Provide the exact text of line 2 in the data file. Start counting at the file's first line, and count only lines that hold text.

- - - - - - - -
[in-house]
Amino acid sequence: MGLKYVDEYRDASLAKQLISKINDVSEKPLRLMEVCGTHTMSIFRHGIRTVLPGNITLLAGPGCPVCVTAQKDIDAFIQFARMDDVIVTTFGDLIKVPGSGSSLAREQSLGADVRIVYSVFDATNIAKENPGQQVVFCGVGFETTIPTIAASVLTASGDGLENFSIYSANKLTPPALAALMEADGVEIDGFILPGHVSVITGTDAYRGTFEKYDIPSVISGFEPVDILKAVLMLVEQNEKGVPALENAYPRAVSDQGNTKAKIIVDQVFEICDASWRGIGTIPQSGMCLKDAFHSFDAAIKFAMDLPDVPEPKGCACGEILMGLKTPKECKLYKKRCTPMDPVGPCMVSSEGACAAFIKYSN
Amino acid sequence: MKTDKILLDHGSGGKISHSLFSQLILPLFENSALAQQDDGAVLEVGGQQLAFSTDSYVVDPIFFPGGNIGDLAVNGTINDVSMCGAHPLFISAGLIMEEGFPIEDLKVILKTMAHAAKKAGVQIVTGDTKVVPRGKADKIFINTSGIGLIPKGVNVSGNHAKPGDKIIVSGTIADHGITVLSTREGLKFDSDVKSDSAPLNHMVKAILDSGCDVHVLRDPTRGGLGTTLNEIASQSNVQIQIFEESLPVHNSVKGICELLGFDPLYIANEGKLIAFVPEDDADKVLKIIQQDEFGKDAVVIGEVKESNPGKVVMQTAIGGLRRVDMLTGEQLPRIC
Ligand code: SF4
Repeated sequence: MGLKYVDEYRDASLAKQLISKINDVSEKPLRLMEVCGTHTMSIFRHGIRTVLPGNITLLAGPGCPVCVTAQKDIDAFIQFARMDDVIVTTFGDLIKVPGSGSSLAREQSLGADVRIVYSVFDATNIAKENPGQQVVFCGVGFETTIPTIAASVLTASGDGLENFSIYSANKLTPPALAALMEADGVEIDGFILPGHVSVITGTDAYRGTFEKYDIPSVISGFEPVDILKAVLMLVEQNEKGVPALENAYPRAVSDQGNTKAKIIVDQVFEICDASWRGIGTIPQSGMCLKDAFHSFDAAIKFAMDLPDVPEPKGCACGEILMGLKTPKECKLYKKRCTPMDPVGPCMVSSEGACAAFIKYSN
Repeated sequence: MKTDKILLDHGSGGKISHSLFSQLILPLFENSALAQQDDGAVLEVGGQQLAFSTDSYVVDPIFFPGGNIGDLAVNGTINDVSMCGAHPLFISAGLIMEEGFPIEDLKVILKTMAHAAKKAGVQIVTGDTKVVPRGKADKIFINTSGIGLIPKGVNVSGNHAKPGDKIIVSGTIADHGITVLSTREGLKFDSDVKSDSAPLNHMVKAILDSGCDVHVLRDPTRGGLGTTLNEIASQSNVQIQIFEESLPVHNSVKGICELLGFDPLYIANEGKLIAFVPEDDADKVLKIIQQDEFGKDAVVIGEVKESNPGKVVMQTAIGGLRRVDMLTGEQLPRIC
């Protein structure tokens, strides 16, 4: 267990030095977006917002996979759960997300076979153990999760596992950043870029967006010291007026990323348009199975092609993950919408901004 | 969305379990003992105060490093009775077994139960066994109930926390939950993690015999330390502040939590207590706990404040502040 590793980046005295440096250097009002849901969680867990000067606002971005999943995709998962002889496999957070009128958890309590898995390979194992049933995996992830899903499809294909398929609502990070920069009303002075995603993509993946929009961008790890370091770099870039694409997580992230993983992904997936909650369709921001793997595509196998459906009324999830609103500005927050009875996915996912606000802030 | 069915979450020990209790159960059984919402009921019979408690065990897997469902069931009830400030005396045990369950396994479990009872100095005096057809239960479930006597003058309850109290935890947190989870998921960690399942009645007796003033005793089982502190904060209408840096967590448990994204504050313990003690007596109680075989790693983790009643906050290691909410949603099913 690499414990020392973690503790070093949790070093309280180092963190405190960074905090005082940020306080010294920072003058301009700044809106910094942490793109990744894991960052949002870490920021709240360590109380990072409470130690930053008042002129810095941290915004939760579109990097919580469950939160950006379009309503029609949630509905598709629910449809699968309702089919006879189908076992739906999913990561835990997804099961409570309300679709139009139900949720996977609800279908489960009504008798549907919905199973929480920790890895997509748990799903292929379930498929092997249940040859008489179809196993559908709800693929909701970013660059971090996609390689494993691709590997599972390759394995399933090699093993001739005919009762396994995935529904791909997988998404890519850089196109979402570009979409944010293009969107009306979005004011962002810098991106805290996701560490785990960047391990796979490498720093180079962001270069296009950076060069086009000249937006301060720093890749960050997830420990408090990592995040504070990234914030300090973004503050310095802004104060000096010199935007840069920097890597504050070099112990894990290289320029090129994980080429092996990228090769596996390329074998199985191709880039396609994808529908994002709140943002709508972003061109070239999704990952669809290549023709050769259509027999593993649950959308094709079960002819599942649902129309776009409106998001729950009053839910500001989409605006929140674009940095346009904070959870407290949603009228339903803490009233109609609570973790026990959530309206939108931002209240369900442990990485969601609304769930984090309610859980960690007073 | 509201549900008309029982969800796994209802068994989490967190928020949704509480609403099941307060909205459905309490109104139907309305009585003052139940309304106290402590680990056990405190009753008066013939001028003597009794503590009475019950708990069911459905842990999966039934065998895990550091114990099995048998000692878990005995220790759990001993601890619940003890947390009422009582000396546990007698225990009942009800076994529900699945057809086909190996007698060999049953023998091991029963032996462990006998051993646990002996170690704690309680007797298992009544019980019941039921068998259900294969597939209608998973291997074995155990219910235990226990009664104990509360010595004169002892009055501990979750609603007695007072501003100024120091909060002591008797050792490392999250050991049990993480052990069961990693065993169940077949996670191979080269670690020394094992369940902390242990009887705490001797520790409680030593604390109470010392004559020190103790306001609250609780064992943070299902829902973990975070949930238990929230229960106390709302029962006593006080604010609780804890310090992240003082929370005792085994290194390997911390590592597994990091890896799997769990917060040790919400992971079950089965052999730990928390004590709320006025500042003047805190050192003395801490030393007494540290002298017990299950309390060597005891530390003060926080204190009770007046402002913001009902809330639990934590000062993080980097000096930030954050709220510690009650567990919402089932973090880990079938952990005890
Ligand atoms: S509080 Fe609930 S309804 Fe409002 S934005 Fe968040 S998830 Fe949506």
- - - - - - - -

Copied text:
Amino acid sequence: MGLKYVDEYRDASLAKQLISKINDVSEKPLRLMEVCGTHTMSIFRHGIRTVLPGNITLLAGPGCPVCVTAQKDIDAFIQFARMDDVIVTTFGDLIKVPGSGSSLAREQSLGADVRIVYSVFDATNIAKENPGQQVVFCGVGFETTIPTIAASVLTASGDGLENFSIYSANKLTPPALAALMEADGVEIDGFILPGHVSVITGTDAYRGTFEKYDIPSVISGFEPVDILKAVLMLVEQNEKGVPALENAYPRAVSDQGNTKAKIIVDQVFEICDASWRGIGTIPQSGMCLKDAFHSFDAAIKFAMDLPDVPEPKGCACGEILMGLKTPKECKLYKKRCTPMDPVGPCMVSSEGACAAFIKYSN